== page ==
In recent years, an explosion has occurred in the number of choices and level of control we have over type on the web. But with so many choices, and so much control, how do we decide how we treat and display type in a design?
This blog is a brief overview on the thought process involved in making decisions on three key areas: choosing the right typeface, giving it the right properties, and finally, following through on those choices with the right execution.
The Right Typeface
Successful and effective website typography all starts with choosing the right typeface. This choice alone can make or break a site’s visual design. A number of factors are considered when a typeface is chosen, including:
Style: In other words, does the typeface being considered stylistically fit the mood or personality we wish to convey with our site’s design? Does it fit the personality of the company and the subject matter of the site? Does it match or compliment the company’s brand? Like people, companies have unique personalities, and a successful design should communicate those personality traits.
Readability: Regardless of style, type must be clear and legible at the sizes and weights it will be displayed in. Not all typefaces are designed specifically for the web, and many may look great on a printed page, but fall apart on the screen. Others may be designed for the web at larger sizes, but are not appropriate for body copy. When choosing a typeface, it is important to preview it in a browser using the sizes and weights it will be displayed in on the final design. Viewing the typeface in a graphic program like Photoshop can often be misleading.
Completeness: For body copy in particular, it is important that the typeface being considered includes the appropriate styles and weights needed. At a minimum, it should include bold and italicized versions. In the absence of those, the browser will attempt to “fake it” by slanting or thickening the font, but you don’t want to rely on that (the results are rarely good). Completeness also applies to character sets – ensure that the typeface includes the punctuation and special characters you may need, including those for any additional languages the site will be translated for.
The Right Properties
Once the typeface(s) have been chosen, it’s time to focus on the details. Specifically:
Font size: For body content, a size must be chosen that is readable on a variety of common devices and screen sizes. Many body fonts have an “optimal” size they look best at, and a minimum size that they begin to break down. Finding these numbers are key to setting a baseline font size, and setting a consistent “scale” to set larger and smaller type as needed.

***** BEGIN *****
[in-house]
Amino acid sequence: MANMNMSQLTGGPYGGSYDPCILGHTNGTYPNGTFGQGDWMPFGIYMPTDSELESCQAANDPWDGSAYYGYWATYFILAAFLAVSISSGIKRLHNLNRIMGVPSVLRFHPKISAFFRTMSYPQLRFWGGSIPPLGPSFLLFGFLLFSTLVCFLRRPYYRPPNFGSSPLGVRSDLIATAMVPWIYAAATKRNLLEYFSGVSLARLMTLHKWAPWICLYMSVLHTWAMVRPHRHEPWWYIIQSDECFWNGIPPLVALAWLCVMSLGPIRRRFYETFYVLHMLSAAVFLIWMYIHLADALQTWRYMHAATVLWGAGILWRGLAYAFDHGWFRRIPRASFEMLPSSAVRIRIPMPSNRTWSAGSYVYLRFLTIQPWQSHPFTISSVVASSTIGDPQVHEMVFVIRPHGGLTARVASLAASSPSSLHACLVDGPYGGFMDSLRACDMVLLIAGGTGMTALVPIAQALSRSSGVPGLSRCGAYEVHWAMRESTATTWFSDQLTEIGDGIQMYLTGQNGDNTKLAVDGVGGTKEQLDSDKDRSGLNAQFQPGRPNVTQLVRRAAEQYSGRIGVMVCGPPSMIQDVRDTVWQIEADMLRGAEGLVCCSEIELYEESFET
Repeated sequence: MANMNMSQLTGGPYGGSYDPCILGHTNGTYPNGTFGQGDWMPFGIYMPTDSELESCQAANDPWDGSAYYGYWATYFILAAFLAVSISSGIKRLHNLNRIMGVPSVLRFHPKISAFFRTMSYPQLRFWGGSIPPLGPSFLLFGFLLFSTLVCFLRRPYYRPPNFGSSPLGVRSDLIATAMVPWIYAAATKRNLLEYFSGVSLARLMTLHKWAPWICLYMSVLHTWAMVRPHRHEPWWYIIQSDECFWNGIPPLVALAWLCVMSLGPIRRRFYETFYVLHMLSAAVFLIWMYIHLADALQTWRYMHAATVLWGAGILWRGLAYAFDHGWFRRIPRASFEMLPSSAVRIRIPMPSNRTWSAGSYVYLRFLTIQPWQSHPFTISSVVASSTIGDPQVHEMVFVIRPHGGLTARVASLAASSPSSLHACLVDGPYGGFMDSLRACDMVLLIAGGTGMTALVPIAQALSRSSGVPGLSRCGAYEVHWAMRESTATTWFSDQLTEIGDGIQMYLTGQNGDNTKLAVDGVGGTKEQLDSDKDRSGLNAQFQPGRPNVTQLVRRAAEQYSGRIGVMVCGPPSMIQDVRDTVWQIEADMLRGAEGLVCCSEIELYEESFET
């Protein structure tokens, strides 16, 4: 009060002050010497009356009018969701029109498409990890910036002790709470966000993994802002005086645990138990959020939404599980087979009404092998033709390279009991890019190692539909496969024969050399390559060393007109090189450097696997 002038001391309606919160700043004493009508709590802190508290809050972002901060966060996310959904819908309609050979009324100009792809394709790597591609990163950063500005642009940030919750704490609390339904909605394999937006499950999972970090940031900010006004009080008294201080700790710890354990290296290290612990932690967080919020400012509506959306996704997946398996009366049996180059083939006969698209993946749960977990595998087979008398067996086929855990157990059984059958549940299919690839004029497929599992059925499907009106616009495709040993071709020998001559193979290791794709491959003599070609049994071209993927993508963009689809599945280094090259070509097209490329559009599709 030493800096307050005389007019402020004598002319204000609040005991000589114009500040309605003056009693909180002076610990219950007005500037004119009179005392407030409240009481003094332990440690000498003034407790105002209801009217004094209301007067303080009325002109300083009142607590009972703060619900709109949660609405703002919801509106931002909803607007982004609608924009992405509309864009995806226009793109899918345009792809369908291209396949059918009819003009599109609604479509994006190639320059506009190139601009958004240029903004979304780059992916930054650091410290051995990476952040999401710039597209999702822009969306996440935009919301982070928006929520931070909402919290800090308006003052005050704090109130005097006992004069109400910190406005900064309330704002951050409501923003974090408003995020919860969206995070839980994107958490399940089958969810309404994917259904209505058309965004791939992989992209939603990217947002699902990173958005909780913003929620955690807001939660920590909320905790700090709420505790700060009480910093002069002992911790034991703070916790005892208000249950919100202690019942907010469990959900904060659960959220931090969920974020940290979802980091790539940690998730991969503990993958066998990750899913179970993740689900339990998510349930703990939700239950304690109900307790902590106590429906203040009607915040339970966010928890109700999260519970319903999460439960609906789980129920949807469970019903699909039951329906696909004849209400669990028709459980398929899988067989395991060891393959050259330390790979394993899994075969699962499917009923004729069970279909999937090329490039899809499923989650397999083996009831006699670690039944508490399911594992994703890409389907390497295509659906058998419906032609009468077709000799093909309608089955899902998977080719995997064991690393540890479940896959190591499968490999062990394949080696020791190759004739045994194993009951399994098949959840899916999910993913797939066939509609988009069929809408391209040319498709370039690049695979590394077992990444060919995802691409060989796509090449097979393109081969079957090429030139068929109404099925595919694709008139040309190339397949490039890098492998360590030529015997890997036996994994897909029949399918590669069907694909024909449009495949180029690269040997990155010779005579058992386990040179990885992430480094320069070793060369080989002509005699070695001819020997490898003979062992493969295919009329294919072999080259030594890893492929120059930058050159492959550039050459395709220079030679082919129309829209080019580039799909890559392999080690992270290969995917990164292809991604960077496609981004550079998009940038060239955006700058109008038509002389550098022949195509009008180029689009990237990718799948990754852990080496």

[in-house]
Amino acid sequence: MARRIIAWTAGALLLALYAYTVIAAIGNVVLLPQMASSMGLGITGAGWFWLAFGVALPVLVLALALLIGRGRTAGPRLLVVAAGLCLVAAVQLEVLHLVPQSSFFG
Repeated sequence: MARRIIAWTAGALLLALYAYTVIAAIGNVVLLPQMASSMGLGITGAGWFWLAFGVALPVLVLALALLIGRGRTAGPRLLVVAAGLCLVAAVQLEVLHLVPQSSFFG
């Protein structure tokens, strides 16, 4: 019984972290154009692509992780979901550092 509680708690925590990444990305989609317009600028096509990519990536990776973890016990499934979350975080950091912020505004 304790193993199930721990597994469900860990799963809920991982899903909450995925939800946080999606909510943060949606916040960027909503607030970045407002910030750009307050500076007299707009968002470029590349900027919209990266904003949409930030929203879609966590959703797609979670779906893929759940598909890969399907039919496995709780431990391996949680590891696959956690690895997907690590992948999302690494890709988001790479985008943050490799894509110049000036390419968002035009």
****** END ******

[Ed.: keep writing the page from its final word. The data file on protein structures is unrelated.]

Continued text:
Line height: Line height refers to the space in between multiple lines of content. A good starting point is about 1½ times the size of the font, but that may vary depending on the typeface being used and the horizontal length of a single line. Lines of content that are packed too close together appear squished and become difficult to read, while those too far apart appear disjointed instead of as a single, continuous block.
Line length: As in print, there is an optimal horizontal length of lines of type that maximizes readability. If the lines are too long, it becomes difficult to follow a line of text or continue to the next one. However if they are too short, the content will be broken excessively, making it difficult to comprehend what is being read. The exact length may vary, but a good starting point is around 80 characters.
Color: The use of color is an extensive topic. But the most important thing to ensure is that type in the chosen typeface contrasts adequately with its background and the type surrounding it. When combined with the other attributes above, a headline's color should contrast well and be distinguishable from surrounding content.
Spacing and Rhythm: Generally speaking, vertical rhythm means complementing font sizes and line lengths with appropriate spacing – for example, spacing below headlines or breaks between paragraphs and list items – so each line of text, regardless of size, falls in a consistent, predictable position on the page. A good vertical rhythm can do wonders for readability while giving the site a polished, professional feel.
The Right Execution
No matter how much care is placed into the above considerations, the typography of a site will not be effective without proper and faithful execution. Some factors to consider include:
Consistency: This is by far the most important factor. Once the right typeface and attributes are chosen, we must stick to them when adding content. Similar types of text – whether they be headlines, paragraphs of body content, form field labels, or alert messages – should all be treated the same. Deviations should be carefully planned and judiciously done. Consistent type is vital for readability, cohesion and professionalism.
Quantity: Free from the old constraints of print, you may be tempted to include as much content as you wish. After all, a page can always be made longer or a new one added with relatively little effort. It’s all too common to treat your site as a “repository” of anything and everything. However, for your site's success it is more important than ever to resist this urge. People read less on the web, and they tend to scan more than read. Keep content concise and focused on the overall message and site objectives. Break content into smaller chunks with clear headings and bullet points. Keep large amounts of archived content contained and separated, keeping the main areas devoted to promoting the overall message and generating conversions.
If you are interested in reading more on the basics of website typography, here are a few places to start: